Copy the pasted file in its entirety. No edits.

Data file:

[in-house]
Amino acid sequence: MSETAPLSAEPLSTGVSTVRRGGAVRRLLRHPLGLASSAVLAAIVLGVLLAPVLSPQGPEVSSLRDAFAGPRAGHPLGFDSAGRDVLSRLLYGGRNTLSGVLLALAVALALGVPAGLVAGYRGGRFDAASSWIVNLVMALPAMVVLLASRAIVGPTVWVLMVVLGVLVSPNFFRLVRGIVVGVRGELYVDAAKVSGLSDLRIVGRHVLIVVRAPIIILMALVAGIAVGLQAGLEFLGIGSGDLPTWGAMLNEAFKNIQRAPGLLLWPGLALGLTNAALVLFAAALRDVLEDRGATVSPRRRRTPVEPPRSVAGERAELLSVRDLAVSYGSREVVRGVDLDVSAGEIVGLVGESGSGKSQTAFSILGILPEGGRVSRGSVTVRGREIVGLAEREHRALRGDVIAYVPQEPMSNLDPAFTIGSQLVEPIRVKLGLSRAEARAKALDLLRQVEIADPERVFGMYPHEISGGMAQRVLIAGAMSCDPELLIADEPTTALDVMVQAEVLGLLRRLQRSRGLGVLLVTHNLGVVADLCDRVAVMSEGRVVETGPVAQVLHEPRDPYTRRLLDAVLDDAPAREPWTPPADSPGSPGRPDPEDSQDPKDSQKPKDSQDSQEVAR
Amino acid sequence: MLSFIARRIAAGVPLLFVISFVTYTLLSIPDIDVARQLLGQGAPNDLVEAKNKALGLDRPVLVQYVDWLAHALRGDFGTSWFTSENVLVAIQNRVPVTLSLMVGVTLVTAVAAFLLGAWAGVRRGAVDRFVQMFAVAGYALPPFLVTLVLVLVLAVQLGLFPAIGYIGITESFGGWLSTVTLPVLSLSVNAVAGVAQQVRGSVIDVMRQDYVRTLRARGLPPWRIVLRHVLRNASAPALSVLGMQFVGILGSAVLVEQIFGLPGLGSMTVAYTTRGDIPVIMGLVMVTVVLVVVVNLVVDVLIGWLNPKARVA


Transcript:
[in-house]
Amino acid sequence: MSETAPLSAEPLSTGVSTVRRGGAVRRLLRHPLGLASSAVLAAIVLGVLLAPVLSPQGPEVSSLRDAFAGPRAGHPLGFDSAGRDVLSRLLYGGRNTLSGVLLALAVALALGVPAGLVAGYRGGRFDAASSWIVNLVMALPAMVVLLASRAIVGPTVWVLMVVLGVLVSPNFFRLVRGIVVGVRGELYVDAAKVSGLSDLRIVGRHVLIVVRAPIIILMALVAGIAVGLQAGLEFLGIGSGDLPTWGAMLNEAFKNIQRAPGLLLWPGLALGLTNAALVLFAAALRDVLEDRGATVSPRRRRTPVEPPRSVAGERAELLSVRDLAVSYGSREVVRGVDLDVSAGEIVGLVGESGSGKSQTAFSILGILPEGGRVSRGSVTVRGREIVGLAEREHRALRGDVIAYVPQEPMSNLDPAFTIGSQLVEPIRVKLGLSRAEARAKALDLLRQVEIADPERVFGMYPHEISGGMAQRVLIAGAMSCDPELLIADEPTTALDVMVQAEVLGLLRRLQRSRGLGVLLVTHNLGVVADLCDRVAVMSEGRVVETGPVAQVLHEPRDPYTRRLLDAVLDDAPAREPWTPPADSPGSPGRPDPEDSQDPKDSQKPKDSQDSQEVAR
Amino acid sequence: MLSFIARRIAAGVPLLFVISFVTYTLLSIPDIDVARQLLGQGAPNDLVEAKNKALGLDRPVLVQYVDWLAHALRGDFGTSWFTSENVLVAIQNRVPVTLSLMVGVTLVTAVAAFLLGAWAGVRRGAVDRFVQMFAVAGYALPPFLVTLVLVLVLAVQLGLFPAIGYIGITESFGGWLSTVTLPVLSLSVNAVAGVAQQVRGSVIDVMRQDYVRTLRARGLPPWRIVLRHVLRNASAPALSVLGMQFVGILGSAVLVEQIFGLPGLGSMTVAYTTRGDIPVIMGLVMVTVVLVVVVNLVVDVLIGWLNPKARVA